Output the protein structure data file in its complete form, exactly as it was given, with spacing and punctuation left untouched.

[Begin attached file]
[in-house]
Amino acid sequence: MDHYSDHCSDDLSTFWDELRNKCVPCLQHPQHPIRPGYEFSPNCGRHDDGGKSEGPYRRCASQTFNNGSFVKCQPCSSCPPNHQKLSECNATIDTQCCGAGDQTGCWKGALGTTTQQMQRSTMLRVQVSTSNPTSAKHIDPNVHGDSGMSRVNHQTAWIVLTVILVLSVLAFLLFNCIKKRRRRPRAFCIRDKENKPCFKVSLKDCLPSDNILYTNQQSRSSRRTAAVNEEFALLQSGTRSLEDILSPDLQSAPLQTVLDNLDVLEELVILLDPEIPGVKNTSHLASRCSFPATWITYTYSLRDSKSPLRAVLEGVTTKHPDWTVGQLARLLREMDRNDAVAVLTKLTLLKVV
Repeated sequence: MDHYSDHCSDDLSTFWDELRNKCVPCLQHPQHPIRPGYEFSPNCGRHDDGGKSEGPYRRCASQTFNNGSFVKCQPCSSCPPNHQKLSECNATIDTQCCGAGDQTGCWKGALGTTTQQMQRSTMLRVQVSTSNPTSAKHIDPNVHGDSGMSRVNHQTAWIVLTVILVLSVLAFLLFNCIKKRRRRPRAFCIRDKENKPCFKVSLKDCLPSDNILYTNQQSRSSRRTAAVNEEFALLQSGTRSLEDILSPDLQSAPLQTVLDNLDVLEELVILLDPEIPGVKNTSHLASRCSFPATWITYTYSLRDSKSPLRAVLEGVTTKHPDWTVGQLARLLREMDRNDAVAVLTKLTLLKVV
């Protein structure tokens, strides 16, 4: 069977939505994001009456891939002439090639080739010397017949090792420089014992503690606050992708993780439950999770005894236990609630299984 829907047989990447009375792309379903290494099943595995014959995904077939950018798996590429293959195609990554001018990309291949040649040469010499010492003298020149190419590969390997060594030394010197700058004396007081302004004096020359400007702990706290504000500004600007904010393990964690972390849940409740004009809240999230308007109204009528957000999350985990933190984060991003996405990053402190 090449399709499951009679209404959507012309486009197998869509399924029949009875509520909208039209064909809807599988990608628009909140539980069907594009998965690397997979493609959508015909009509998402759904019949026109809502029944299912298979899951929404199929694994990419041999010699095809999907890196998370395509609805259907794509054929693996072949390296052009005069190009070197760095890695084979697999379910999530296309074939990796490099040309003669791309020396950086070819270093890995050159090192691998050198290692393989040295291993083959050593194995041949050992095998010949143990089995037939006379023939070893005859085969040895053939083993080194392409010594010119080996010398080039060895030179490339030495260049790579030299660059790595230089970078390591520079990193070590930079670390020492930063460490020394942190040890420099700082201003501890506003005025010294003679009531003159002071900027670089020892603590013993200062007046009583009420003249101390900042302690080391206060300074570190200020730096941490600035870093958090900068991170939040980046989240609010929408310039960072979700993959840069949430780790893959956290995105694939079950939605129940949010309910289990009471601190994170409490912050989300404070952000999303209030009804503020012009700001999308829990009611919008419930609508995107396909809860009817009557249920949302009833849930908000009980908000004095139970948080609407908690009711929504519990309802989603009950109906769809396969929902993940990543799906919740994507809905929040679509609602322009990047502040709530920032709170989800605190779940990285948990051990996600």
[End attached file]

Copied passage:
[in-house]
Amino acid sequence: MDHYSDHCSDDLSTFWDELRNKCVPCLQHPQHPIRPGYEFSPNCGRHDDGGKSEGPYRRCASQTFNNGSFVKCQPCSSCPPNHQKLSECNATIDTQCCGAGDQTGCWKGALGTTTQQMQRSTMLRVQVSTSNPTSAKHIDPNVHGDSGMSRVNHQTAWIVLTVILVLSVLAFLLFNCIKKRRRRPRAFCIRDKENKPCFKVSLKDCLPSDNILYTNQQSRSSRRTAAVNEEFALLQSGTRSLEDILSPDLQSAPLQTVLDNLDVLEELVILLDPEIPGVKNTSHLASRCSFPATWITYTYSLRDSKSPLRAVLEGVTTKHPDWTVGQLARLLREMDRNDAVAVLTKLTLLKVV
Repeated sequence: MDHYSDHCSDDLSTFWDELRNKCVPCLQHPQHPIRPGYEFSPNCGRHDDGGKSEGPYRRCASQTFNNGSFVKCQPCSSCPPNHQKLSECNATIDTQCCGAGDQTGCWKGALGTTTQQMQRSTMLRVQVSTSNPTSAKHIDPNVHGDSGMSRVNHQTAWIVLTVILVLSVLAFLLFNCIKKRRRRPRAFCIRDKENKPCFKVSLKDCLPSDNILYTNQQSRSSRRTAAVNEEFALLQSGTRSLEDILSPDLQSAPLQTVLDNLDVLEELVILLDPEIPGVKNTSHLASRCSFPATWITYTYSLRDSKSPLRAVLEGVTTKHPDWTVGQLARLLREMDRNDAVAVLTKLTLLKVV
């Protein structure tokens, strides 16, 4: 069977939505994001009456891939002439090639080739010397017949090792420089014992503690606050992708993780439950999770005894236990609630299984 829907047989990447009375792309379903290494099943595995014959995904077939950018798996590429293959195609990554001018990309291949040649040469010499010492003298020149190419590969390997060594030394010197700058004396007081302004004096020359400007702990706290504000500004600007904010393990964690972390849940409740004009809240999230308007109204009528957000999350985990933190984060991003996405990053402190 090449399709499951009679209404959507012309486009197998869509399924029949009875509520909208039209064909809807599988990608628009909140539980069907594009998965690397997979493609959508015909009509998402759904019949026109809502029944299912298979899951929404199929694994990419041999010699095809999907890196998370395509609805259907794509054929693996072949390296052009005069190009070197760095890695084979697999379910999530296309074939990796490099040309003669791309020396950086070819270093890995050159090192691998050198290692393989040295291993083959050593194995041949050992095998010949143990089995037939006379023939070893005859085969040895053939083993080194392409010594010119080996010398080039060895030179490339030495260049790579030299660059790595230089970078390591520079990193070590930079670390020492930063460490020394942190040890420099700082201003501890506003005025010294003679009531003159002071900027670089020892603590013993200062007046009583009420003249101390900042302690080391206060300074570190200020730096941490600035870093958090900068991170939040980046989240609010929408310039960072979700993959840069949430780790893959956290995105694939079950939605129940949010309910289990009471601190994170409490912050989300404070952000999303209030009804503020012009700001999308829990009611919008419930609508995107396909809860009817009557249920949302009833849930908000009980908000004095139970948080609407908690009711929504519990309802989603009950109906769809396969929902993940990543799906919740994507809905929040679509609602322009990047502040709530920032709170989800605190779940990285948990051990996600």